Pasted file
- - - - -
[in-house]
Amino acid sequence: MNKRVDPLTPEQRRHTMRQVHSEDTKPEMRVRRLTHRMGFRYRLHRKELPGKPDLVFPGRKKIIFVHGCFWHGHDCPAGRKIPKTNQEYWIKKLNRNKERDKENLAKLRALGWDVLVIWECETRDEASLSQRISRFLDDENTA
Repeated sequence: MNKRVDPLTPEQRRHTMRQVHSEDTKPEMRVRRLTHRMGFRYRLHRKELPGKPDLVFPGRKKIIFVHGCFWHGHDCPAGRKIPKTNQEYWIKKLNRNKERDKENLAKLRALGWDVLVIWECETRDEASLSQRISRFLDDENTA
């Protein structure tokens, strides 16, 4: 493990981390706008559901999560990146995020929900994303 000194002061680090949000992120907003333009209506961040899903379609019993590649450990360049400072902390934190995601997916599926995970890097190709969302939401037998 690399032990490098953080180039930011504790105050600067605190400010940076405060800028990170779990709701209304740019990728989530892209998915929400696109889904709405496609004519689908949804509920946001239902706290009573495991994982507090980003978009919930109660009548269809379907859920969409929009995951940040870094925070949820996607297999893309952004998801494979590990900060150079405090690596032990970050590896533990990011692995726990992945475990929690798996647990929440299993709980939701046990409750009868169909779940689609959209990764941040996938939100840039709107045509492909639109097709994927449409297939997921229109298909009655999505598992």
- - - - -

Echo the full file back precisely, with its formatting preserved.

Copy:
[in-house]
Amino acid sequence: MNKRVDPLTPEQRRHTMRQVHSEDTKPEMRVRRLTHRMGFRYRLHRKELPGKPDLVFPGRKKIIFVHGCFWHGHDCPAGRKIPKTNQEYWIKKLNRNKERDKENLAKLRALGWDVLVIWECETRDEASLSQRISRFLDDENTA
Repeated sequence: MNKRVDPLTPEQRRHTMRQVHSEDTKPEMRVRRLTHRMGFRYRLHRKELPGKPDLVFPGRKKIIFVHGCFWHGHDCPAGRKIPKTNQEYWIKKLNRNKERDKENLAKLRALGWDVLVIWECETRDEASLSQRISRFLDDENTA
């Protein structure tokens, strides 16, 4: 493990981390706008559901999560990146995020929900994303 000194002061680090949000992120907003333009209506961040899903379609019993590649450990360049400072902390934190995601997916599926995970890097190709969302939401037998 690399032990490098953080180039930011504790105050600067605190400010940076405060800028990170779990709701209304740019990728989530892209998915929400696109889904709405496609004519689908949804509920946001239902706290009573495991994982507090980003978009919930109660009548269809379907859920969409929009995951940040870094925070949820996607297999893309952004998801494979590990900060150079405090690596032990970050590896533990990011692995726990992945475990929690798996647990929440299993709980939701046990409750009868169909779940689609959209990764941040996938939100840039709107045509492909639109097709994927449409297939997921229109298909009655999505598992």